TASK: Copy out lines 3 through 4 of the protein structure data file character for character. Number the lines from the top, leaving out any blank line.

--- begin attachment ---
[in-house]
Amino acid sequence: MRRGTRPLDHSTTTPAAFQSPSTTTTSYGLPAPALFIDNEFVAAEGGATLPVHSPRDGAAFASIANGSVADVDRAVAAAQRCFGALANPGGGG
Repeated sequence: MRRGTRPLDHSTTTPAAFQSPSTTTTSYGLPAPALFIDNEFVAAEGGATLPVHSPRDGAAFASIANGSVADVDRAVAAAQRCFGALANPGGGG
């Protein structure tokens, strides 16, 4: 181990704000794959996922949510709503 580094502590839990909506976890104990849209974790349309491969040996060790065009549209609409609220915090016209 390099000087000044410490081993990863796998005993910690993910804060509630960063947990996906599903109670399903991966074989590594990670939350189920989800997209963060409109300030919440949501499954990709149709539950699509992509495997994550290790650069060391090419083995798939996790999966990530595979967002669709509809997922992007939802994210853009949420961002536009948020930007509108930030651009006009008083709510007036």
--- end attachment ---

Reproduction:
Repeated sequence: MRRGTRPLDHSTTTPAAFQSPSTTTTSYGLPAPALFIDNEFVAAEGGATLPVHSPRDGAAFASIANGSVADVDRAVAAAQRCFGALANPGGGG
């Protein structure tokens, strides 16, 4: 181990704000794959996922949510709503 580094502590839990909506976890104990849209974790349309491969040996060790065009549209609409609220915090016209 390099000087000044410490081993990863796998005993910690993910804060509630960063947990996906599903109670399903991966074989590594990670939350189920989800997209963060409109300030919440949501499954990709149709539950699509992509495997994550290790650069060391090419083995798939996790999966990530595979967002669709509809997922992007939802994210853009949420961002536009948020930007509108930030651009006009008083709510007036």